“Applicants who receive a lower preference offer can accept this offer, and it will not prevent them from receiving an offer of a course higher up on their courses list in a later round should a place become available and they are deemed eligible”, she said.
“Those who have received an offer in this round should also consider the current offer carefully as it may be the only one they will receive.”
Friends set to go separate ways if college offers go to plan
Kian Baniassadi, Nonso Muojeke and Sophia Shiel are among 44,651 of this year’s Leaving Certificate students who were awaiting a CAO offer. Firm friends from their schooldays at Tullamore Community College, if all goes to plan the three will soon be going their separate ways.
Kian is hoping to study either Biomedical Science or General Science at the University of Galway. He feels he is more likely to be offered a place in the general science degree, although having scored an impressive 613 points in his Leaving Cert he may be wrong. He says he will be very happy with general science though.
“I did physics, and chemistry for the Leaving Cert but I didn’t do biology, so I would like to open myself up to biology. It’s just a matter of finding out what suits me,” he says.
Nonso has applied for a place on University of Limerick’s Electronic and Computer Engineering degree course.
“I’ve always loved metalwork and engineering. I’ve always loved practical stuff and thinking outside the box, and I find engineering fun,” he says.
Sophia applied to the CAO with two courses in particular in mind – General Science in Galway and Chemical Science in Cork. But first she wants to take a year out. If, as expected she is offered a place, she plans to defer.
“I want to work and earn a bit of money,” she says. “I feel a gap year would be a good opportunity for me to mature.”
As pragmatic as her friend Kian, Sophia is also thinking of the possibility of saving a little. “It would be nice to be … not ‘comfortable’ in college, but not just scraping by,” she muses.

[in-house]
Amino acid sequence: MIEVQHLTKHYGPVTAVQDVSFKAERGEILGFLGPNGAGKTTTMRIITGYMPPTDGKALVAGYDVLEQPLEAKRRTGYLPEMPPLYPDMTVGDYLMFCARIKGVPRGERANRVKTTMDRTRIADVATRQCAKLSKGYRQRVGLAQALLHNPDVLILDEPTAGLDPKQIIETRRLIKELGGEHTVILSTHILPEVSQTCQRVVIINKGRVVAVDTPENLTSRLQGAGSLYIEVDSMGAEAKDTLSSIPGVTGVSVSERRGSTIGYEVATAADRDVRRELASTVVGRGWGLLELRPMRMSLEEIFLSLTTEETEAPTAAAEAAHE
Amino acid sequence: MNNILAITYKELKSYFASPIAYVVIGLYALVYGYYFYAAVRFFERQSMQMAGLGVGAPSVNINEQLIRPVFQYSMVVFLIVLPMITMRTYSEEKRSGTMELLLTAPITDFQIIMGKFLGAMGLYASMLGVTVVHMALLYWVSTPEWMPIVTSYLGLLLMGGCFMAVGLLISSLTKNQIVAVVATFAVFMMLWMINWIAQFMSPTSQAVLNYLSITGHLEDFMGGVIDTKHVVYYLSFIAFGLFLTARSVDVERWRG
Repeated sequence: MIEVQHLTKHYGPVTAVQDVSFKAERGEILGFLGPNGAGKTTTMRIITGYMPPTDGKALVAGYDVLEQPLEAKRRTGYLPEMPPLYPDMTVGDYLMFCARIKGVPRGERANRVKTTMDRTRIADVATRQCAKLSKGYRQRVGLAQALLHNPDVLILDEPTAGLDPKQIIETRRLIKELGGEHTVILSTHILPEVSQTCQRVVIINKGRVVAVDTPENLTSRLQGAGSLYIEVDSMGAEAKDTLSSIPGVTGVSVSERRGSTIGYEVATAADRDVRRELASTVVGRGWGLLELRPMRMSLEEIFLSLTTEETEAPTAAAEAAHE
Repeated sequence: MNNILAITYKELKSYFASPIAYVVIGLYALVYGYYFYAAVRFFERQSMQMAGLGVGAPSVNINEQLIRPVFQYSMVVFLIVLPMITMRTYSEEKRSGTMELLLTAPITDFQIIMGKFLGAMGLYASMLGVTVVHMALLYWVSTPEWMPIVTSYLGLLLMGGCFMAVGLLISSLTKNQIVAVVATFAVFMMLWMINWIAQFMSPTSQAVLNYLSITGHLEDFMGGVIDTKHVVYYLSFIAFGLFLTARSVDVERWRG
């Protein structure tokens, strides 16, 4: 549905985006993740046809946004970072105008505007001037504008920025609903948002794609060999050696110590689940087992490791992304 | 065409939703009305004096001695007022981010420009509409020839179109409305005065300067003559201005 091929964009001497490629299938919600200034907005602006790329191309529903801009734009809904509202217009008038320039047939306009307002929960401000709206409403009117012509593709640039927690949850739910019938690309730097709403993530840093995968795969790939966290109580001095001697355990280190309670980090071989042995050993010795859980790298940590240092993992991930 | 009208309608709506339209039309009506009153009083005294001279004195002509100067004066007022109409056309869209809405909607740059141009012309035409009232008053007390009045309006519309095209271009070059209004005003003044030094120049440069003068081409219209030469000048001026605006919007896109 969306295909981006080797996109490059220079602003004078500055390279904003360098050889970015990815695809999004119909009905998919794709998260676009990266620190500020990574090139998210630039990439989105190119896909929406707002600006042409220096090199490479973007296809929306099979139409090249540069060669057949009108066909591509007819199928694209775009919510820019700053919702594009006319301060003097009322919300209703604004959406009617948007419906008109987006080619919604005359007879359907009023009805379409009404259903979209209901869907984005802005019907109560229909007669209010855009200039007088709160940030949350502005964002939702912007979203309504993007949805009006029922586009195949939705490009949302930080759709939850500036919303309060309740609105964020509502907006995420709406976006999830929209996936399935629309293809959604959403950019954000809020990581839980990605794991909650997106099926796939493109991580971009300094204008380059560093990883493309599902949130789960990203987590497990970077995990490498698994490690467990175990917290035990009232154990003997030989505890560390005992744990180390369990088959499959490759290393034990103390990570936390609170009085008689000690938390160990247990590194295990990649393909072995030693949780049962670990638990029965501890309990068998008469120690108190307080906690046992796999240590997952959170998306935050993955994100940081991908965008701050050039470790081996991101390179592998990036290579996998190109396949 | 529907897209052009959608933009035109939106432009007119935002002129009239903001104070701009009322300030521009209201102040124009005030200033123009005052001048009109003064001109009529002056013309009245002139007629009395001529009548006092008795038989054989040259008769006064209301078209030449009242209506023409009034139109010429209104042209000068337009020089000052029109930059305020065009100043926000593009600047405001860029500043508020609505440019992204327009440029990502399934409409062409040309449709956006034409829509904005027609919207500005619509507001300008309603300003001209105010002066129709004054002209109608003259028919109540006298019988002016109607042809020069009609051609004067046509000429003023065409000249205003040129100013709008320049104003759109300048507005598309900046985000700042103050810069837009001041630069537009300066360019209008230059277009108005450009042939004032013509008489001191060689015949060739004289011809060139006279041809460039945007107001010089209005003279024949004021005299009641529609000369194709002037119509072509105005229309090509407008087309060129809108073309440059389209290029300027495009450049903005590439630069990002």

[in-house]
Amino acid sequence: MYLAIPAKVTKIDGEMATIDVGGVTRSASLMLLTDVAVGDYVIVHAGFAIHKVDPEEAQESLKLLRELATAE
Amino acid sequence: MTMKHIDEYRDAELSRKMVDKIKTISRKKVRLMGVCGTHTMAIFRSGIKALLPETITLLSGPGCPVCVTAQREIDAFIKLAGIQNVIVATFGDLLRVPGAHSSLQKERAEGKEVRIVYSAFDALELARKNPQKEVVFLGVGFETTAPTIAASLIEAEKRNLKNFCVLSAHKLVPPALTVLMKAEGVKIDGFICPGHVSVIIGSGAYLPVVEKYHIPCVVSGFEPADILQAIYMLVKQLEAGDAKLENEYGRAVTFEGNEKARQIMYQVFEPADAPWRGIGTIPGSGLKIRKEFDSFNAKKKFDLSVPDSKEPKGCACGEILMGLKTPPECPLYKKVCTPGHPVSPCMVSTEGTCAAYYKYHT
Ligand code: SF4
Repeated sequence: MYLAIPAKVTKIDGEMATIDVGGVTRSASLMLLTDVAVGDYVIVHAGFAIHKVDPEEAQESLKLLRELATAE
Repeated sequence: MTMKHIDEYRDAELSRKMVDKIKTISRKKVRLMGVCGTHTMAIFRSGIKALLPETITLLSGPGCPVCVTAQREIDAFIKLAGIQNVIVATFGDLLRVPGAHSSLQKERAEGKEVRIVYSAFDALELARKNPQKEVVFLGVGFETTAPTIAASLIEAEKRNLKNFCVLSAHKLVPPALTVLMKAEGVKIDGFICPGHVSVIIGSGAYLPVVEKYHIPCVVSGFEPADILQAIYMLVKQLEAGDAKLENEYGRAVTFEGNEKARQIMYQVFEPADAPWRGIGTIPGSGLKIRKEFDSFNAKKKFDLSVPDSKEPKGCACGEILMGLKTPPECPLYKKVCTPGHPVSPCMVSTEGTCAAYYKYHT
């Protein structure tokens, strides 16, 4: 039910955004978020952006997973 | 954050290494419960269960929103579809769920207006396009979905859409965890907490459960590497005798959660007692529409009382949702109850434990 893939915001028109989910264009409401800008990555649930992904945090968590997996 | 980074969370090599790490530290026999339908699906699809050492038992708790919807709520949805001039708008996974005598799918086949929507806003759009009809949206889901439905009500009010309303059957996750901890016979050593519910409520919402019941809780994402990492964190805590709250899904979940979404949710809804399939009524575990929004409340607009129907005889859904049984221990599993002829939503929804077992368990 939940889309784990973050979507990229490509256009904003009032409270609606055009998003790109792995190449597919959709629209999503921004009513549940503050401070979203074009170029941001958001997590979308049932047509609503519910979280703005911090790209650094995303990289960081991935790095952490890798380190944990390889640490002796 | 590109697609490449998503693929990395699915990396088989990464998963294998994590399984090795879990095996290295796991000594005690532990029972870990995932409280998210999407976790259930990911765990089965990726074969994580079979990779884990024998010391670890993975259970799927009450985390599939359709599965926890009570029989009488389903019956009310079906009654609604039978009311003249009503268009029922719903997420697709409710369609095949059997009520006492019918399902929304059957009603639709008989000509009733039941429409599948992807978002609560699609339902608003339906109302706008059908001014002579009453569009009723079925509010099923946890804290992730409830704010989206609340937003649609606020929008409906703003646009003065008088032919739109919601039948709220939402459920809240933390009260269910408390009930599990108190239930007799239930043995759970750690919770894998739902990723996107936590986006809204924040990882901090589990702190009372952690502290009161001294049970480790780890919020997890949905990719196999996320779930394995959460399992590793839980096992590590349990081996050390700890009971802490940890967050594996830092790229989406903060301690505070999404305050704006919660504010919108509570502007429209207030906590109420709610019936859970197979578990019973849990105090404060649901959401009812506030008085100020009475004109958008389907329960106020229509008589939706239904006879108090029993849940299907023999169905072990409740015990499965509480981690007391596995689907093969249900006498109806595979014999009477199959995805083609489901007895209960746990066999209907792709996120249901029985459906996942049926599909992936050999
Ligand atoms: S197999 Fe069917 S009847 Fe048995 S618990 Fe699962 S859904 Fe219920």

The bond of friendship between Sophie, Nonso, and Kian was forged in challenging circumstances. Four years ago Sophia and Kian, along with the rest of Nonso’s then third year classmates then at Tullamore Community College, took a dramatic stand when 14-year-old Nonso and his mother and brother were faced with deportation.
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They began with a local petition, but soon they were demonstrating outside the Dáil and attracting national and even international attention. They won. Nonso’s family was granted leave to remain.
“We’ve moved on since then, but at the time it was a big big deal,” says Kian.
As they look forward to this new chapter in their lives, all three feel that the deep connection they share will survive anything.
Nonso sighs when asked about their friendship. “Ohh … I love those guys so much.”
“All three of us did chemistry and physics, and we were a triangle in class,” says Kian.
Like tens of thousands of other young people Nonso, Kian, and Sophia are on the cusp of a new adventure, with a host of new challenges, not least finding accommodation.
Luckily, both Nonso and Kian have already secured places to stay in Limerick and in Galway.
“Obviously it’s really scary, leaving Tullamore and having to live by myself and cook for myself, but at the same time, being able to make new friends especially, it’s really exciting.”
The CAO will begin to send offers out to students this afternoon.